Rise in full-time female workers boosts employment

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A record number of women in full-time work has pushed the UK’s employment rate to a new high of 76.3%, the latest figures from the Office for National Statistics show.

In the three months to November, 126,000 more women worked full-time compared with the previous quarter.

The increase is in part because of the change in women’s retirement age.

The record figure may reduce the likelihood that the Bank of England will cut interest rates next week.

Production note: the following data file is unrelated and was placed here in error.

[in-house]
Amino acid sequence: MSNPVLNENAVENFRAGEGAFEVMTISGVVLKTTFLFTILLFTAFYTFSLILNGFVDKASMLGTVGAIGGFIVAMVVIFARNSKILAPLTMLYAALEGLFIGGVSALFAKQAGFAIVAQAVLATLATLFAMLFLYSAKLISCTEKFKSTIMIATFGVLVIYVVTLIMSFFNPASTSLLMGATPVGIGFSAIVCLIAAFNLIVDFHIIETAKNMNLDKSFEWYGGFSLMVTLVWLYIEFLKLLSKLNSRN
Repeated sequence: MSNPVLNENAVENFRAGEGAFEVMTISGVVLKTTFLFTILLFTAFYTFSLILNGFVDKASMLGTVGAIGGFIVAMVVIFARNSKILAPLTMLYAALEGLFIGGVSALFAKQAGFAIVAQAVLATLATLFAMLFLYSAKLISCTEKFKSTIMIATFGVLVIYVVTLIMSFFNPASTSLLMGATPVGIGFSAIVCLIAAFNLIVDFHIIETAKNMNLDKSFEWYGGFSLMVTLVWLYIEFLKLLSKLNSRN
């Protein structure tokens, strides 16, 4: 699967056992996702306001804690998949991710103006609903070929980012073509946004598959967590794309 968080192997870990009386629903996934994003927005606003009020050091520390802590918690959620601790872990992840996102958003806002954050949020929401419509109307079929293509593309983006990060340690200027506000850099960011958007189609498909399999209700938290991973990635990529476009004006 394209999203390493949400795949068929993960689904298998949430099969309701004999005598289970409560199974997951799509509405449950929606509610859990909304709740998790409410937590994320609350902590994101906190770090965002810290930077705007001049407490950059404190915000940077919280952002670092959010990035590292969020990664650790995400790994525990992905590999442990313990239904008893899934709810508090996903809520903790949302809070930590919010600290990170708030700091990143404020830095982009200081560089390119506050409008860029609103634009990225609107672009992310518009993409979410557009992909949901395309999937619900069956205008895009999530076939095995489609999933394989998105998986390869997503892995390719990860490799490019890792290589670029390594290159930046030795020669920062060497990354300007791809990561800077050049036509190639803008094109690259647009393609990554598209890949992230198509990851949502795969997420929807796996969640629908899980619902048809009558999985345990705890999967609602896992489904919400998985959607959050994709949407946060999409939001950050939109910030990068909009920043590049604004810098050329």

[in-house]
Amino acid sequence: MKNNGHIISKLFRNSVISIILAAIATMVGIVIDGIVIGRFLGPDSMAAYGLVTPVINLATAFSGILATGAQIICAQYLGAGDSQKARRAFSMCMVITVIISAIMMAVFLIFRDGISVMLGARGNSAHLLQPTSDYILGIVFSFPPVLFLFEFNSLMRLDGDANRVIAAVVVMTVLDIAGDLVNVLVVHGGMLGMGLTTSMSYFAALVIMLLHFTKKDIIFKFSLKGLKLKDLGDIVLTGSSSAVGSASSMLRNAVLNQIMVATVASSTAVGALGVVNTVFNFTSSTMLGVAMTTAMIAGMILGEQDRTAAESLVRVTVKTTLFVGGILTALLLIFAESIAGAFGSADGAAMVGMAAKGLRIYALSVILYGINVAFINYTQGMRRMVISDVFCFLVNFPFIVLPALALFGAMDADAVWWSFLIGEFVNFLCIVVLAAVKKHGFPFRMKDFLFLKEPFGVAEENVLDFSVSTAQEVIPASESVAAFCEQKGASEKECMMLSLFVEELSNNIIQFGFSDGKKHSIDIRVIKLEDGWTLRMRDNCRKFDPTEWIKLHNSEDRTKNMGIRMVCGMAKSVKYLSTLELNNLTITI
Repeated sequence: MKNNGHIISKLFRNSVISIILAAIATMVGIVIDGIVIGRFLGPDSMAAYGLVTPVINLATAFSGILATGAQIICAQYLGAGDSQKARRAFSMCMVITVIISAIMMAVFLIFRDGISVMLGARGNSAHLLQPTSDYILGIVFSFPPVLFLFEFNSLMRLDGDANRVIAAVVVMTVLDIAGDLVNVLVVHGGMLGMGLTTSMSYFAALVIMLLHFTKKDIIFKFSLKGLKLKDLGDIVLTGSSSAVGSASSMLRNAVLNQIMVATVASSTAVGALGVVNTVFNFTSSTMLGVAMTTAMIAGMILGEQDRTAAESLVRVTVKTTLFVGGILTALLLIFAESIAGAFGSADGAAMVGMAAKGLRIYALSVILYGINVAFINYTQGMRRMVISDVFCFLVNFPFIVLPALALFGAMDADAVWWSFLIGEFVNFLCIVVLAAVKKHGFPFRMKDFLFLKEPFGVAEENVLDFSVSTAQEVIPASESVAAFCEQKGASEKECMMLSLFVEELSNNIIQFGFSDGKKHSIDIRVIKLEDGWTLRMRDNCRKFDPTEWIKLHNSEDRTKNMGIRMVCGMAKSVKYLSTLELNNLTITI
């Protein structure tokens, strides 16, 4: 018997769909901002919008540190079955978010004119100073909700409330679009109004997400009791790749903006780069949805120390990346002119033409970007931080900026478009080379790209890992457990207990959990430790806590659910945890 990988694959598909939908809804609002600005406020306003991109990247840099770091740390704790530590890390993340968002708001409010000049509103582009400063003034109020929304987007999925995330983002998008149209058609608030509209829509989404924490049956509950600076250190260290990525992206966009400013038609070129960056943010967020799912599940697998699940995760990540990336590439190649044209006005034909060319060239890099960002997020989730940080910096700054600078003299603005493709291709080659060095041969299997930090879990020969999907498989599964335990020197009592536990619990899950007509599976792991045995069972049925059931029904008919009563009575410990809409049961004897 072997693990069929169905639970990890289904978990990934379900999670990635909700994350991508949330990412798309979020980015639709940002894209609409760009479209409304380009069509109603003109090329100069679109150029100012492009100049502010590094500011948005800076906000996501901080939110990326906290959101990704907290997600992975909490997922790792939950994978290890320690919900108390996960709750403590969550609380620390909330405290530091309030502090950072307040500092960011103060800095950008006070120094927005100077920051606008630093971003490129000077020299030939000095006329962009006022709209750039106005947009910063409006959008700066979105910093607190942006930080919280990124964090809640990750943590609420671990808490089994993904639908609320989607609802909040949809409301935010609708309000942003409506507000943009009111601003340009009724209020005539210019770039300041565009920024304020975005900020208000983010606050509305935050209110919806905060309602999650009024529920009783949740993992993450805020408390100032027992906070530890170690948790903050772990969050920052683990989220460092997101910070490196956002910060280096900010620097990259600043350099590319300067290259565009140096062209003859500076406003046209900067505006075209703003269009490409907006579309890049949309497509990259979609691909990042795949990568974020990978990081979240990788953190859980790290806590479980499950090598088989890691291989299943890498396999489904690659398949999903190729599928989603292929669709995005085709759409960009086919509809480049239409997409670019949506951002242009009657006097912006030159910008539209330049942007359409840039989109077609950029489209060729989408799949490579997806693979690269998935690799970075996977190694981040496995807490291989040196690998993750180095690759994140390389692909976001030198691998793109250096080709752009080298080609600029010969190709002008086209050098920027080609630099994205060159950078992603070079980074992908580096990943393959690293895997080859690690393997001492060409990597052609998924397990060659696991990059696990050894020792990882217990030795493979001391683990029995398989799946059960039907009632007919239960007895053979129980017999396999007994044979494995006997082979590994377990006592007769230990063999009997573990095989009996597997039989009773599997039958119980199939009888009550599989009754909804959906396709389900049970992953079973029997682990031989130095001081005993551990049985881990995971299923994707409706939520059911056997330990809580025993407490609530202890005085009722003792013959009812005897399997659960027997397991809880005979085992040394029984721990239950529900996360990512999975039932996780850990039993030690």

A record 32.9 million people are in employment in the UK, a rise of 0.5% for the three months to November.

“The employment rate is at a new record high, with over two-thirds of the growth in people in work in the last year coming from women working full-time,” said ONS head of labour market and households, David Freeman.

“Self-employment has also been growing strongly, and the number of people working for themselves has now passed five million for the first time ever,” he said.

The unemployment rate was barely changed at 3.8%.

Unemployment is one of the closely watched metrics that guide the Bank of England in deciding whether to rise or lower interest rates.

Weaker jobs growth or higher unemployment would have made a cut in rates more likely at next week’s Monetary Policy Committee.